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Ancient bones discovered at Goeku Gusuku site

Date Posted: 2012-03-14

Two of seven human bones dating to the 11th ~ 14th century are now part of an exhibit at the Okinawa City Museum.

Okinawa City Museum has only now announced the discovery of the bones, six of which belonged to a one-year-old child, and one to an adult, at the Goeku Gusuku site where Sho Taiku, King of the Ryukyu Kingdom, lived as a prince in the 14th century. Museum officials say discovery of baby bones in large quantities is very rare, and could prove to be a link to the mysteries of Goeku Gusuku.

They’re hoping further excavations will provide more clues to the origin and functions of the castle. Naomi Doi, an instructor at the University of the Ryukyu’s Medical Department, says “It is really rare to find bones dating back to the early Gusuku period.” She has inspected the site and the bones, which were discovered between August and November 2010 within a 330-square-meter residential construction area.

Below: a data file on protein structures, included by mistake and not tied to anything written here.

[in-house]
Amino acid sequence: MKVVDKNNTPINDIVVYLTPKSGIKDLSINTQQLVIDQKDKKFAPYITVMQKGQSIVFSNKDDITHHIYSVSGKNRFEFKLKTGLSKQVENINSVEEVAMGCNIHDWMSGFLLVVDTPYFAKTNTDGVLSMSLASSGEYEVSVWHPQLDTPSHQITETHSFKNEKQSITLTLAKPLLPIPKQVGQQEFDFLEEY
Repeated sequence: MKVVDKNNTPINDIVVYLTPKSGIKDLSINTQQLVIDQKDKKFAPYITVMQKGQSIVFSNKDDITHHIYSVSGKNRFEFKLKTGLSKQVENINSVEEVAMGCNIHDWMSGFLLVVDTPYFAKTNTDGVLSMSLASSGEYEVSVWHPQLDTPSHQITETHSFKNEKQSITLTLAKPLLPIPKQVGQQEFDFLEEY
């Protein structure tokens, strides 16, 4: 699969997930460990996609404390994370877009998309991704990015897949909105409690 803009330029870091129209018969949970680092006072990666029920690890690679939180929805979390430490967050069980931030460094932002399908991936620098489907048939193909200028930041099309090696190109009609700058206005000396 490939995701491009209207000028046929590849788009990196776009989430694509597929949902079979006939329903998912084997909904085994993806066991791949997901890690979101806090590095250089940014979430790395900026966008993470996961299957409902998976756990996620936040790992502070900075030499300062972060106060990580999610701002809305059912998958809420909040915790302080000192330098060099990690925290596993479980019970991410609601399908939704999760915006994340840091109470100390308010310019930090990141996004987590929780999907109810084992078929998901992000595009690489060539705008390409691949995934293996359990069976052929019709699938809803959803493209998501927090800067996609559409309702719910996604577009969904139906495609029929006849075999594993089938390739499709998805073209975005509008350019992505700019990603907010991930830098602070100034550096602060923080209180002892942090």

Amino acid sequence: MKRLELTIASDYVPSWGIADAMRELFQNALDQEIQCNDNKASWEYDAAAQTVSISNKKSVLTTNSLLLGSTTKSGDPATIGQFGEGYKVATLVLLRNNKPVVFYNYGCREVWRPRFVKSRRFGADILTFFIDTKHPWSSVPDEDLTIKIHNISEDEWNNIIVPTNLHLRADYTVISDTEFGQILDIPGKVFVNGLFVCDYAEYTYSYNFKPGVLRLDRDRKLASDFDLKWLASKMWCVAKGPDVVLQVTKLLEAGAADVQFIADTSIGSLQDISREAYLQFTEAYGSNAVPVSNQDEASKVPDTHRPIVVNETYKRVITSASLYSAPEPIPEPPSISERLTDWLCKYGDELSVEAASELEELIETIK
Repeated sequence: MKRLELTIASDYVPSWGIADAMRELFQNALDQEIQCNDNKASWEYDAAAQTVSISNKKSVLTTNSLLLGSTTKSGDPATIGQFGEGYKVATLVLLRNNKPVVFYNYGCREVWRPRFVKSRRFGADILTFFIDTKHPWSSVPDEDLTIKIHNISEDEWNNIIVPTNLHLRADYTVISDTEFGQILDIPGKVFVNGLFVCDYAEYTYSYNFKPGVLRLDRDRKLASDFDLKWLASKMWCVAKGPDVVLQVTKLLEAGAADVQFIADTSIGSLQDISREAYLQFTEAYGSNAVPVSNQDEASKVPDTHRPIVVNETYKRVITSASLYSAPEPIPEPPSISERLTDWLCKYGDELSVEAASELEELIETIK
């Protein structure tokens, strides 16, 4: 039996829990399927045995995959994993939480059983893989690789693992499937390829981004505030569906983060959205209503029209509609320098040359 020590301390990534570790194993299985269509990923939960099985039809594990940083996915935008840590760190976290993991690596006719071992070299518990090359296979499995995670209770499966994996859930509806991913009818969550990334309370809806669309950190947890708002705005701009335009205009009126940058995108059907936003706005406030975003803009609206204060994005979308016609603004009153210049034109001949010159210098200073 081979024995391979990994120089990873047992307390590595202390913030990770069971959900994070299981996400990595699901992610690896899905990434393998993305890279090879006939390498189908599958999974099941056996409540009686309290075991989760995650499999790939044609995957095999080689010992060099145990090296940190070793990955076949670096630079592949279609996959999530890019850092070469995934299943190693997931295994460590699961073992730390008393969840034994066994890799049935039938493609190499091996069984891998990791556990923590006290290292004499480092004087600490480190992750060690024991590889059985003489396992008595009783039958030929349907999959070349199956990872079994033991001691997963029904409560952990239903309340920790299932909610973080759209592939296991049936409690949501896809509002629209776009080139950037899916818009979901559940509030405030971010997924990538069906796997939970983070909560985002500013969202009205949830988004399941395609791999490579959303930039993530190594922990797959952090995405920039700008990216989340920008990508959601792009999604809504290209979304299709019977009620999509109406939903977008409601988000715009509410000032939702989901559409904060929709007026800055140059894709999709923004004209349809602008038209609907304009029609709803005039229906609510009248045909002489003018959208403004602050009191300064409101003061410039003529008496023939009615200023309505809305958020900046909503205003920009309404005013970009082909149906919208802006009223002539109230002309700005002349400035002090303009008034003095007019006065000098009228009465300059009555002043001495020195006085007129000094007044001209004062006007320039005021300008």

Archaeologists estimate the burial period by dating a piece of a Chinese-made bowl in the same area. Further analysis of the bones is under way, and is expected to provide additional details, such as the gender of the child.

Two of the bones, as well as other finds from the area, are on display at “The Mystery of Goeku Gusuku” exhibition at the Okinawa City Museum located in the city’s Uechi district. Admission to the exhibition is free, and runs through March 25th.

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